Wishing well. I always make a wish wherever I go thinking of the people most important to me. No matter the distance, there will be those who are close to my heart.
Epic picture. The entrance of the temple was really really impressive.
Hell, and those giving offerings. How would you interpret this? It was said the outreaching hands symbolized desire.
The red fingernail somehow got processed out. Hmm. Can you spot the finger?
Like a concert. Jump!
Only worthy shall enter!
Inside. I turned around and saw this mural on the wall. I got so confused. I recognize too many pop culture references.
Predator coming out of the ground at the entrance. Such a kodak moment but not allowed to step on the grass.
Later on in the day, I met Mandy (Chinese), Jack (British) and James (British) that stayed in my room at the hostel. Turned out I had unintentionally bumped into them in Pai as well but stayed at different places. They were super nice people so we got together and went out to the local food night market in Chiang Rai to grab some grub.
Thai Northern style hotpot. Chim choom (Jim Joom).
This stage they sang Cantonese and Mandarin songs. Was like wuuuut. Guess ethnic Chinese (tourists/locals) dominated a lot of Chiang Rai.
Free government tram for tourists to see several key temples in Chiang Rai. Mandy, Jack, James and I set out early in the morning.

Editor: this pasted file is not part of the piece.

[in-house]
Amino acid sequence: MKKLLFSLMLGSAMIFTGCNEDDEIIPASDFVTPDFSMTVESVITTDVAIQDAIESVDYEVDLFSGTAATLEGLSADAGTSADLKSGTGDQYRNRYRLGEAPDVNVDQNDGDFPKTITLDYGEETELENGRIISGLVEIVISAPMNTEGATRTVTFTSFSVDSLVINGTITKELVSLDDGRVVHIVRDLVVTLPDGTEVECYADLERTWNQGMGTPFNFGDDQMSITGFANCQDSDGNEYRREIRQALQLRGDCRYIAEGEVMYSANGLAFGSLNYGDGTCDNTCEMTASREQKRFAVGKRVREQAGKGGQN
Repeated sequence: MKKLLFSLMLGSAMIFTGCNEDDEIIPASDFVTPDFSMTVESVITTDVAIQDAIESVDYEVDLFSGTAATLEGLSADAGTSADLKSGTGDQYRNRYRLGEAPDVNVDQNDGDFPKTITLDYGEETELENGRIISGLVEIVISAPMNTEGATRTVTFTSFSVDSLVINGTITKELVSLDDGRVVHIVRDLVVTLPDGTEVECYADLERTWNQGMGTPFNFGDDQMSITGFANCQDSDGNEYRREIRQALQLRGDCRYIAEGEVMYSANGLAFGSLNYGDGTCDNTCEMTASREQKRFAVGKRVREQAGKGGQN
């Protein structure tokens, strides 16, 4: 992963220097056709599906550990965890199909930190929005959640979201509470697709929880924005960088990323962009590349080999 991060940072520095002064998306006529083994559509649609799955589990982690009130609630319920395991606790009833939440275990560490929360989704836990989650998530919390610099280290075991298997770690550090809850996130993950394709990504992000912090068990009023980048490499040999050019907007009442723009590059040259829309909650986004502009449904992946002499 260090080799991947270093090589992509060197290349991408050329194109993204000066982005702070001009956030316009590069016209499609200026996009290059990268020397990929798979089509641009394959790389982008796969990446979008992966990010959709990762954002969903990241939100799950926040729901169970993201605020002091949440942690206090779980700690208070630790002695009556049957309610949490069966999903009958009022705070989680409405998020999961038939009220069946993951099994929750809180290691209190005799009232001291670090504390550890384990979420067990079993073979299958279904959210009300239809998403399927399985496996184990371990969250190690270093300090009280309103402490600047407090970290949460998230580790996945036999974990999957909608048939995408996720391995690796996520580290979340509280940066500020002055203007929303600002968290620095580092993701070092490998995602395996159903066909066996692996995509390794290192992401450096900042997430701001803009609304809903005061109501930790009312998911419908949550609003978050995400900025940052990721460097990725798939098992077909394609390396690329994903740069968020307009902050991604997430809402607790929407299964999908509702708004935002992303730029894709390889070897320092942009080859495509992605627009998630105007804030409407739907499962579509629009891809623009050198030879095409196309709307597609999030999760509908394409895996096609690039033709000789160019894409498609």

Wat Phra Kaew. The Temple of the Emerald Buddha. Originally names Wat Pa Yia, the central Chedi was struck by lightning in 1434 and broke apart revealing a jade Buddha inside. Dubbed the ‘Emerald Buddha’ due to the deep and luminous green glow of the jade figure, it was essentially the one single most priceless treasure in Thailand even today. The Buddha was then eventually moved to Vientiane, Laos during several wars and then finally moved to Bangkok where it is now in the Bangkok Wat Phra Kaew. The current jade Buddha in Chiang Rai is a replica. After thorough perusing of the history, I found that the replica jade Buddha was jade originating from Alberta, Canada. So Buddha was Canadian!
I had the chance to visit the Hilltribes Museum in Chiang Rai. The museum itself was rather disappointing as the displays and informations were not in the best conditions and the weak collection was arranged in just several interconnecting rooms. However, I was still able to learn a lot of the various hilltribes and their origins for what it’s worth from this visit and would still recommend this place if one has the time to.
Back at the hostel for a break, us 4 met a new roommate Caitlin. As she introduced herself, she was a Canadian from Toronto now living in Bangkok. HUH. This was a good laugh as she was from Ottawa but attended the University of Toronto – St. George campus. Now, she teaches English in the city and it was her weekend trip to Chiang Mai. Well then, small world.
Chilling in the common room watching The Impossible. Heavy but excellent movie.
Cricketssssss. Grasshopperssss. Live and fresh and instantly fried for you to enjoy!
Coconut milk snack. These are yum.
Mandy and Caitlin dancing along. Eventually, we all got up and joined the dancing festivities.
The local bus to Chiang Khong, the border city between Thailand and Laos.
Peace out Thailand!
On one side Thailand, the other side, Laos. Looks, kind of the same at this moment! Haha.
Next up, one of, in my opinion, the most beautiful and MUST SEE countries in South East Asia, Laos. It was one amazing journey.